All the Way

Synopsis: November 22, 1963. President John F. Kennedy has just been assassinated and Vice President Lyndon Johnson is now President. One of his first acts as President is to reaffirm the US government's intention to pass the Civil Rights Act. This Act was drafted while JFK was in office and gives people of all races the same rights, including voting rights, access to education and access to public facilities. However, he faces strong opposition to the bill, especially from within his own party. He will have to use all his political will and cunning to get it through.
Director(s): Jay Roach
Production: Amblin Television
  Nominated for 1 Golden Globe. Another 3 wins & 31 nominations.
Rotten Tomatoes:
132 min


He's gone.



Wake up, honey.

We're about to land

in Washington.


Did you hear from Bobby?

He'll be waiting

on the tarmac.

There will be

reporters there, too.

You'll be expected to make a

statement, something short.

- Thank you.

- I wanna reach out to the leadership

as soon as we hit the ground.

I wanna talk to each

and every one of them.

You call Rose Kennedy?

I did.

My Lord, what that woman

has been through.

Your lipstick.

- What?

- Fix your lipstick.


How did John Connally's

surgery go?

Doctor said optimistic.


Thank God for that.


She won't change her clothes.

Says she wants them to see

what they have done to Jack.

You see the way she stared at me

before I took the oath?

- She's upset, honey.

- We're all upset, Bird!

We're all upset.


a televised address

to both houses of Congress...

as soon as it seems decent.

Where were you just now,

Mr. President?

Accidental President.

That's what they'll say.


we'll have to change that

next November.


I keep having this dream.

I'm back in the Hill Country

in the old days,

hiding down in the root cellar

while a Comanche war party

searches through the house

just over my head

hunting for me.

It's so dark down there,

like a grave.

The President of

the United States!


For this terrible moment,

I wonder if I'm dead already...

or buried alive.

Mr. President.

I pissed myself

like an idiot child

crouching in the dirt,

knowing it's only

a matter of time now

before they find the trapdoor,

discover me...

haul me screaming

up into the light...

where their knives gleam.

All I have

I would have given gladly

not to be standing here today.

The greatest leader of our time

has been struck down

by the foulest deed of our time.

John F. Kennedy

told his countrymen

that our national work

would not be finished

in the life

of this administration...

nor even perhaps

in our own lifetime.

"But," he said,

"let us begin."


I'd say to all

my fellow Americans,

"Let us continue."

We have talked long enough

in this country

about civil rights.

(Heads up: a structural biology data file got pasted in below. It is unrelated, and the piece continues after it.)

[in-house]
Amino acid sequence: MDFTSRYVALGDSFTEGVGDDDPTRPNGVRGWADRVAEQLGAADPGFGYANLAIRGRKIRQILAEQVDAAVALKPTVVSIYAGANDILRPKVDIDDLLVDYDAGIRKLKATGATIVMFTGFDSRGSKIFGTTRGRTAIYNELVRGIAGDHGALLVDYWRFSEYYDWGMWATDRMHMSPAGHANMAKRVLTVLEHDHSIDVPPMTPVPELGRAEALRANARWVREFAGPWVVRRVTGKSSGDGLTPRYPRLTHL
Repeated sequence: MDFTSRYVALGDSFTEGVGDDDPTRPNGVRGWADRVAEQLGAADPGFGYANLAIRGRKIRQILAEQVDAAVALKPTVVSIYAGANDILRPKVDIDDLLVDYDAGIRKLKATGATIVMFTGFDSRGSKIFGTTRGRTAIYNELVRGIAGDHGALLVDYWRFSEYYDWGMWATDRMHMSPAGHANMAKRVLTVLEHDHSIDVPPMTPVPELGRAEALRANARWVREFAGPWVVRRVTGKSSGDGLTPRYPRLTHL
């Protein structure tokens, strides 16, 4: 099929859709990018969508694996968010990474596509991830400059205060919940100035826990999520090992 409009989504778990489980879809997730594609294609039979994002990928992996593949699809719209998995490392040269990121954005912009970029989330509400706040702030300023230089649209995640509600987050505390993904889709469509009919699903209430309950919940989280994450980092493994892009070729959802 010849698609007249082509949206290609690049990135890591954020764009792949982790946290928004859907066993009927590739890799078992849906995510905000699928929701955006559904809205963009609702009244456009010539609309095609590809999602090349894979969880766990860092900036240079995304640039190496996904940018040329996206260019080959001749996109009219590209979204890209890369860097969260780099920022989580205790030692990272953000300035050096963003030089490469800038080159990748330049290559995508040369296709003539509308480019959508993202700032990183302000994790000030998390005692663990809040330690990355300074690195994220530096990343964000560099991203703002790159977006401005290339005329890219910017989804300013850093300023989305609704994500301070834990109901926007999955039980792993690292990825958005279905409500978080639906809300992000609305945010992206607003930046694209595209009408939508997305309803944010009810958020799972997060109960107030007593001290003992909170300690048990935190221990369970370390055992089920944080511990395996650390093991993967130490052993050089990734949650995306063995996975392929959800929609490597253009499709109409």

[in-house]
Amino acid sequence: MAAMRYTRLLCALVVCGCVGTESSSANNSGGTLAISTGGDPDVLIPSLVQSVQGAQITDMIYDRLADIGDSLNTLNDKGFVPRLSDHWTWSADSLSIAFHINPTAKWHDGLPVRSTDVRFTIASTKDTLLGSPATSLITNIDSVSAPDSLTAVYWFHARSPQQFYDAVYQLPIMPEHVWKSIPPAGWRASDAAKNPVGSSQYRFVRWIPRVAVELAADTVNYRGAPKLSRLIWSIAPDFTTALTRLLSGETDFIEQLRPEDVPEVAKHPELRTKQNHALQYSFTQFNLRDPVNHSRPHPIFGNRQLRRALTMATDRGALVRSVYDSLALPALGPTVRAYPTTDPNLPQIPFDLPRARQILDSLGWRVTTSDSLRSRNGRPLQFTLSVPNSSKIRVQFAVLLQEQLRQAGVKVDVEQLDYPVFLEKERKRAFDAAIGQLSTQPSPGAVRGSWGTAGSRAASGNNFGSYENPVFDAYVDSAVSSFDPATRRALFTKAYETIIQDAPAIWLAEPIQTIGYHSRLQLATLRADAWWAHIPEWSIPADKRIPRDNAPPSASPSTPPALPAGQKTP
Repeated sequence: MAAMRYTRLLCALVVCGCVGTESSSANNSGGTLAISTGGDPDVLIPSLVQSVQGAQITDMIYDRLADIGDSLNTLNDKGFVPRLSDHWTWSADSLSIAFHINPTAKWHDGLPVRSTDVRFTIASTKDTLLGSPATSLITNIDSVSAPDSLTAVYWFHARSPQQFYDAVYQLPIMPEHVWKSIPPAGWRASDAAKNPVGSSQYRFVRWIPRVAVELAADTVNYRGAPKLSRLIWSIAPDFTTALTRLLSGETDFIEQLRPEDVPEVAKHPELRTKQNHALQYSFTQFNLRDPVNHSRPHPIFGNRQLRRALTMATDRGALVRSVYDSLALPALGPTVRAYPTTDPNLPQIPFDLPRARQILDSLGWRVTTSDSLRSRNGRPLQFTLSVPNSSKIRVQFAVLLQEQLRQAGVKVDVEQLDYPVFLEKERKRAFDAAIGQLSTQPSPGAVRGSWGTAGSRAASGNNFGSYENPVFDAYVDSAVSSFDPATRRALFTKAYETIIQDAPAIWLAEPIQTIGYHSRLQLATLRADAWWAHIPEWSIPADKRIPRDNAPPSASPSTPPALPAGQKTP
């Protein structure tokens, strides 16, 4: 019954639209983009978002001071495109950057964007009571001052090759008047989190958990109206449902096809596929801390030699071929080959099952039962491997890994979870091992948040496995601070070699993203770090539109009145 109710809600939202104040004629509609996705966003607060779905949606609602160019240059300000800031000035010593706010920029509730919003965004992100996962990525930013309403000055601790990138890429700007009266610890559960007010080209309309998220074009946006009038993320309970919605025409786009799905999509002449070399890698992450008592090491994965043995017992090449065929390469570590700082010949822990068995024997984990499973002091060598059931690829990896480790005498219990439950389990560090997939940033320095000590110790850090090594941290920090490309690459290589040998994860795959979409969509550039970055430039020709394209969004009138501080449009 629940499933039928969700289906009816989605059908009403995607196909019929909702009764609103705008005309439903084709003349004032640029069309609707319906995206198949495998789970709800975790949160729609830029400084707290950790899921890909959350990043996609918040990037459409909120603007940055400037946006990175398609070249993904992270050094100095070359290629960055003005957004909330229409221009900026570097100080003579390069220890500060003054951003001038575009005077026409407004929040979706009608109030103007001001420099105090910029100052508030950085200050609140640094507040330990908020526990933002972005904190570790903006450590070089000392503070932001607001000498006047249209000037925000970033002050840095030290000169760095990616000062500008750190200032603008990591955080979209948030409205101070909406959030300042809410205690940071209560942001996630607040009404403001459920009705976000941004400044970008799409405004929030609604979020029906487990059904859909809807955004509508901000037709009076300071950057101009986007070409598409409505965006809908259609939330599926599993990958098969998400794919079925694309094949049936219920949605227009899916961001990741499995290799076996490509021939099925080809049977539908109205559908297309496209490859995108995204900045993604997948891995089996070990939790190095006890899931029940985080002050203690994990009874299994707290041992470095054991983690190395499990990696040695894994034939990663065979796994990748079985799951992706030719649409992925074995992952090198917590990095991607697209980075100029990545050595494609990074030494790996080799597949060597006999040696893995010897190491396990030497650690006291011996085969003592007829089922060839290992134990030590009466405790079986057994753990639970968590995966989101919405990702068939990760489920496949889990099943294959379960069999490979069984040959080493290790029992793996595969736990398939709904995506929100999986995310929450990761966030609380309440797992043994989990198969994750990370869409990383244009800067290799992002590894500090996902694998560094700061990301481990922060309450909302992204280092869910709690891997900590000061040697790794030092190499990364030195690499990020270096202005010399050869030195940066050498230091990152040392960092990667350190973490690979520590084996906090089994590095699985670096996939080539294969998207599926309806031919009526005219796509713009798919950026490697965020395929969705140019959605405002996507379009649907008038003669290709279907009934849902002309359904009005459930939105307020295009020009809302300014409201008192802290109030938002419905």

We have talked

for 100 years or more.

It is time now to write the next

chapter in the books of law.

I urge you to enact

President Kennedy's

civil rights bill into law

so that we can eliminate

from this nation

every trace of discrimination

that is based upon race

or color.

That's right!

You hear what that Negro comedian

Dick Gregory said about me?

"When Lyndon Johnson

finished his speech,

20 million Negroes unpacked."

That was a fine speech,

Mr. President.

Dear to my heart, but I know some people

are wondering, "Did he really mean it?"

Well, you could tell

that liberal crowd of yours

that I'm gonna

out-Lincoln Lincoln.

But you need to get behind me

because you know Dick

Russell and the Dixiecrats

are gonna fight me

tooth and nail

on this civil rights stuff.

Now, not too tight

in the bunghole, Manny.

And give me some extra room

in my pockets there

for my stuff...

My keys and my knife...

And leave me some slack

for my nut sack.


Walter, you let me know the

minute Dick Russell gets here

and get me Katharine Graham

from the "Post," will you?

But timing is critical here,

Hubert, you understand me?

With the election

only 11 months away...

If the Republicans are foolish

enough to nominate Barry Goldwater,

you'll beat him with both

hands tied behind your back.

Well, Goldwater is tougher

than you think.

But first, I gotta win

the Democratic nomination.

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Robert Schenkkan

Robert Frederic Schenkkan, Jr. (born March 19, 1953) is an American playwright, screenwriter, and actor. He received the Pulitzer Prize for Drama in 1992 for his play The Kentucky Cycle and his play All the Way earned the 2014 Tony Award for Best Play. He has three Emmy Nominations and one WGA Award. more…

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Submitted on August 05, 2018

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